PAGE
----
But on to those words from another writer that I mentioned. Here is a letter that my friend Grant Ketcheson of Madoc Township sent this past week to the new chair of the Hastings Prince Edward District School Board (and copied to our local trustee on the board, Bonnie Danes, a former teacher at Madoc Township Public School). Grant’s family, the Ketchesons, is one of the oldest in Hastings County, and he himself is a walking repository of local history – and by that I don’t mean just dates and names, but living history: knowledge and stories about how things were done in rural areas once upon a time, and how things changed over the years, and how that all turned out and is still turning out. He well remembers the establishment of Madoc Township Public School, and knows as much as anyone does about its importance to our community.

Here (with Grant’s kind permission) is his letter. He says it better than I ever could.

Ms. Lucille Kyle
Chair
Hastings Prince Edward District School Board

Dear Ms. Kyle,

It was disturbing to hear the report that Madoc Township School was one of the schools recommended for closure by Hastings Prince Edward District School Board officials. While we realize that Madoc Township, like many areas, has experienced a drop in enrolment, the truly disturbing aspect of this report is that nowhere do we hear mention of “benefit to the students.” One can almost read between the lines another theme i.e. “What have students got to do with this? We have a business to run.”

I will wager that the mandarins in the Belleville office moving their educational chess pieces around have never visited the school communities that they are about to destroy. Yes, in rural areas, these are not just schools, they are school communities! I would also wager that these same mandarins have never driven on Baldwin or Elgin Streets in Madoc at bus time. It is a scene of chaos. Now they are planning to add to this with more buses! Perhaps when you are disrupting a whole community, it is easier to be like military drone pilots who don’t have to go anywhere near the damage they create.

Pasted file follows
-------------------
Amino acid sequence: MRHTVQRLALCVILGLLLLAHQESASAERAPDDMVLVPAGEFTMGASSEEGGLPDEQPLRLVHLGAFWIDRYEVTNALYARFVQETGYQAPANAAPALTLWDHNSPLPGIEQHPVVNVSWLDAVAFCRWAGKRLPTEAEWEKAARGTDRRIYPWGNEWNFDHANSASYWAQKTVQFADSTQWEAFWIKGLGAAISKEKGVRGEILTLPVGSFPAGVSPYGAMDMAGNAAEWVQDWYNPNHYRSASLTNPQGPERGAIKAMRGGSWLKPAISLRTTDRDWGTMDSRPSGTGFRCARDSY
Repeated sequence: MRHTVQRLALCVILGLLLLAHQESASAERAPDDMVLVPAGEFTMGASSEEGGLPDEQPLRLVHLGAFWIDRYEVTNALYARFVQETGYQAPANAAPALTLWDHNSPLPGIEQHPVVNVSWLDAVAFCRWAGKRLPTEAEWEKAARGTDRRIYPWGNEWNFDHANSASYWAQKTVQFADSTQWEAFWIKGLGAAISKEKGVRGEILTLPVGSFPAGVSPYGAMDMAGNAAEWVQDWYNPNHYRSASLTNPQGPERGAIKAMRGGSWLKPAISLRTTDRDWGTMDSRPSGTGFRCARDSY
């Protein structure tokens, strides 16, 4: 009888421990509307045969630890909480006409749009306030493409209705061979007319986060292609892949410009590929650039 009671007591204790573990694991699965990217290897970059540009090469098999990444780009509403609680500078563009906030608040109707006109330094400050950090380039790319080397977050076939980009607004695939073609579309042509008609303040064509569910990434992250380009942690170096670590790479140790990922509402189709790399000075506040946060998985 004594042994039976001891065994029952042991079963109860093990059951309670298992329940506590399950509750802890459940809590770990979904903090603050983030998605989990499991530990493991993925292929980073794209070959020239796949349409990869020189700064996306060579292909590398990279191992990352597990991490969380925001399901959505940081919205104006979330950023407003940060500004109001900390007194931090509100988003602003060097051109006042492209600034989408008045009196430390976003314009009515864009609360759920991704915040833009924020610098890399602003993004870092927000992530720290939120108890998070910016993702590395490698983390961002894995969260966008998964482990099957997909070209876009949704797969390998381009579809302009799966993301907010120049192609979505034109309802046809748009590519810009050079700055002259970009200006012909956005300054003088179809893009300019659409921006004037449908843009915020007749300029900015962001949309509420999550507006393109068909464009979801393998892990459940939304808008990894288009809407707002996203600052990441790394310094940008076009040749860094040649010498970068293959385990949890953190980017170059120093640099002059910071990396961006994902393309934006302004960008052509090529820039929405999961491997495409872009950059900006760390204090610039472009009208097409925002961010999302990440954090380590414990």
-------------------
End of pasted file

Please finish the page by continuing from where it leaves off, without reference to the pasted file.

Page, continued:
In an era when we are becoming increasingly alarmed at the level of inactivity and obesity in our children, it makes little sense to close an educational facility like Madoc Township School with a spacious 5.5-acre playground that includes a ¼-mile running track. Apparently we are now preparing to lose this unique location and move students to Madoc Public School with a fenced-in area not large enough to be enjoyed by all students at the same time. Certainly, the wire fence makes a great place on which to lean while exercising thumbs on a wireless device! What the experts from the board office fail to realize is that once we lose large playground areas, we can never get them back.

My wife, a teacher for more than 35 years, has been on yard duty in more than a half-dozen school yards. She can attest to the difference in behaviour when children have plenty of room to run, play and just be kids. Madoc Township School is one of the very few in existence that has the luxury of lots of playground space.

It would seem to make more sense to reverse the decision, made some years ago, that took grade 7-8 students out of the school and sent them in to Madoc. Certainly the school is in excellent shape as it has had a new roof and all new windows in the last two years. Of course, we were not thinking of any realignment of schools when that money was spent, were we?

It would behoove administrators and decision makers to visit schools such as Madoc Township School before they destroy them, just to see what kind of facility they have. We personally know young couples who have moved to this area to live in a rural setting and to have their children attend a school in such a unique setting. Not to mention the fact that recent EQAO ratings rate this little school highest in Hastings County.

It might be a good idea for board members to have a look at the value a the target before they let the drones destroy it!

Sincerely,